People who think Sam Holbrook was right to enforce the infield fly rule in the 8th inning of the NL Wild Card Game on Friday night:
1. Those who don’t understand the definition of “ordinary effort,” as written in the infield fly rule.
2. Sam Holbrook. “Once that fielder established himself, he got ordinary effort,” said the umpire in a haze of self-righteousness after the game.
People who think Sam Holbrook was wrong to enforce the infield fly rule in the 8th inning of the NL Wild Card Game on Friday night:
1. The Atlanta Braves.
2. Everyone else.
This is one of those horrible umpiring calls that don’t really matter in the grand scheme of things. (It’s not like the Jeffrey Maier game; nothing is like the Jeffrey Maier game.) Down three runs in the 8th inning — and having played poorly for the first seven innings — it’s supremely unlikely the Atlanta Braves were going to come back against the Cardinals on Friday night, even if Holbrook made the right call. They stunk, they deserved to lose, the end.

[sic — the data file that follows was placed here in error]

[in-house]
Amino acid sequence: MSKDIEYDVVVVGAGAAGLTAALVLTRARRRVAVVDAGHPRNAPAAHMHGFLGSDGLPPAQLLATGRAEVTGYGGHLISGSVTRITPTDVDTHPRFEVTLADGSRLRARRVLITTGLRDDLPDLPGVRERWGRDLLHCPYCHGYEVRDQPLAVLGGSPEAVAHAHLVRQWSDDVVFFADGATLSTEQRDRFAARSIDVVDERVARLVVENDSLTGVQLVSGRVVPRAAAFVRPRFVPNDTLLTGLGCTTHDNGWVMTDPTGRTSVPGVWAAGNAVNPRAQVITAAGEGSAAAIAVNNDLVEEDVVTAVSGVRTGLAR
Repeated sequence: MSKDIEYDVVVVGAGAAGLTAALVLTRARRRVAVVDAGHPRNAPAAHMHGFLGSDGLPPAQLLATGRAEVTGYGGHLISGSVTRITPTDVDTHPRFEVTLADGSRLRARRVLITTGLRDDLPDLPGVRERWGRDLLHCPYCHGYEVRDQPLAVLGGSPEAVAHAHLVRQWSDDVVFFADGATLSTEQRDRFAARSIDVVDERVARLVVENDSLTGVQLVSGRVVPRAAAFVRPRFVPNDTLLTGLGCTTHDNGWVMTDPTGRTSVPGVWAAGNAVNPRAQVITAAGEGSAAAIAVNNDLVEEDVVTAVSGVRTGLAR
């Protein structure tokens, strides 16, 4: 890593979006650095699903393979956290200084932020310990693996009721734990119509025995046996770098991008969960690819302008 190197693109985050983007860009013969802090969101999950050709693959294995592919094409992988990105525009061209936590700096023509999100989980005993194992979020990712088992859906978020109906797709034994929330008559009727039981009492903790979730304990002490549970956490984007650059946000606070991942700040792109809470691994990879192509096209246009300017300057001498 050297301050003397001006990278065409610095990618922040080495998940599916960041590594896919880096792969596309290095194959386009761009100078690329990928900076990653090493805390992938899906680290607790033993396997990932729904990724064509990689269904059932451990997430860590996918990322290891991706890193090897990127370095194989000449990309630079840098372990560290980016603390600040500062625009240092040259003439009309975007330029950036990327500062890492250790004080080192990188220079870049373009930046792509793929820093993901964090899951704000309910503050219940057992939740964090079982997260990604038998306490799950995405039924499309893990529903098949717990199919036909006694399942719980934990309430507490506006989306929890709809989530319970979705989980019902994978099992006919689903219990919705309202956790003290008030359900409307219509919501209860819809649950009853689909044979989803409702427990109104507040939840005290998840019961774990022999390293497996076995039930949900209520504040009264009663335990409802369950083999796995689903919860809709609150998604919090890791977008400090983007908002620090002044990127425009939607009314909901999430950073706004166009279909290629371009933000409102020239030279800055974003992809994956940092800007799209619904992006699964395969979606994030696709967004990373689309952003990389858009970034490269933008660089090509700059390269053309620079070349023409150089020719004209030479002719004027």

What burns me is the reaction to the mistake.
Let’s start with Holbrook, who falls into that category of misunderstanding what the word “ordinary” means in the context of the infield fly rule and baseball itself. Here was the scenario on Friday night: In the 8th inning of a road playoff game, St. Louis shortstop Pete Kozma had to run about 20 feet behind his position, call off a charging Matt Holliday, and attempt to catch a fly ball — all while the Braves fans were loudly jeering. There was nothing “ordinary” about that play — a play which often seems to result in miscommunication and mental error during the regular season, let alone the playoffs. If the infield fly rule is a judgement call — and it is — then there is no reasonable judgement that could deem Kozma’s predicament, as presented on Friday night, as “ordinary.”
So where does that leave us? Well, where it always leaves us: With terrible umpires making foolish calls that put themselves in the middle of important games. (Whether this is because of the umpires’ egos, incompetence or both is up for debate.) This is baseball. This is sports. We should all be used to it by now.